Source: National Bank of Angola, Angolan Ministry of Transport
- Angola’s exports amounted to USD 68 billion in 2013, USD 67 billion of which were in the oil sector. Its imports were worth USD 26 billion.
- At 20%, Hydraulic cement accounts for the biggest share of imports, followed by wheat flour, rice, sugar cane and meat.
Maersk Line arrived in Angola before the end of the war, providing a link on its traditional main trade route to Portugal, which had colonised the country. It quickly expanded in step with the economy to provide connections to Brazil, the United States and China.
“That helped the country to develop its overseas trade, which we believe indirectly created more than 13,000 jobs over these years,” says Rosa.
Five years ago there were only two or three supermarkets in the country, he says. Now there are more than a hundred. Six years ago, the terminal was doing six moves an hour, and now it is at least 30.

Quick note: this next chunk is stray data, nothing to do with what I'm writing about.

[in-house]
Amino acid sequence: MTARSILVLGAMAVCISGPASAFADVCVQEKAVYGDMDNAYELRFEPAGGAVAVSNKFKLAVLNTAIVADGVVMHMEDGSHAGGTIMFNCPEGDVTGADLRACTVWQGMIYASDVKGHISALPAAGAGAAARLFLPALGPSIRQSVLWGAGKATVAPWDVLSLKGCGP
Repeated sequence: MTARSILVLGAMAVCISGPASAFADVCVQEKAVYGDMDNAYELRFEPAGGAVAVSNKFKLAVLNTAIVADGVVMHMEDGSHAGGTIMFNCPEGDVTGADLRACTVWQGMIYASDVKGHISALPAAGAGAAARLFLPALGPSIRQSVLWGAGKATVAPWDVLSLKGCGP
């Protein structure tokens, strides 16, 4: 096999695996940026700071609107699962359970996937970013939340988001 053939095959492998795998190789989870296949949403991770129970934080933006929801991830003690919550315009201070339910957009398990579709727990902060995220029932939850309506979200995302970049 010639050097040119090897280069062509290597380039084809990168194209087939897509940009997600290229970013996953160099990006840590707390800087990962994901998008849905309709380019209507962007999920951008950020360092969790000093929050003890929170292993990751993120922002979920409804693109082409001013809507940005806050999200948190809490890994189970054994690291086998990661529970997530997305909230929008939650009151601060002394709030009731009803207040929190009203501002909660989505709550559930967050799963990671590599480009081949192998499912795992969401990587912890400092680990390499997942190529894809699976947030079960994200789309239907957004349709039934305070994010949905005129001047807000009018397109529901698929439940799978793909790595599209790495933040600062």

“There’s a real change in the place today,” Rosa adds. “So we are moving from importing manufactured kinds of commodities, to raw materials and machinery in order to help the diversification of the economy in Angola.”
“Maersk Line’s role in this change is not to think, ‘We’re going to have less imports’. It’s not about that. I think that we need to support the customer who’s producing here.”
Like a multinational
SICIE, which is also the distributor for US personal care company Kimberly-Clark in Angola, has big plans. It is building a new paper mill to the north of Luanda, on land where it will have space to expand, with machines from Italy.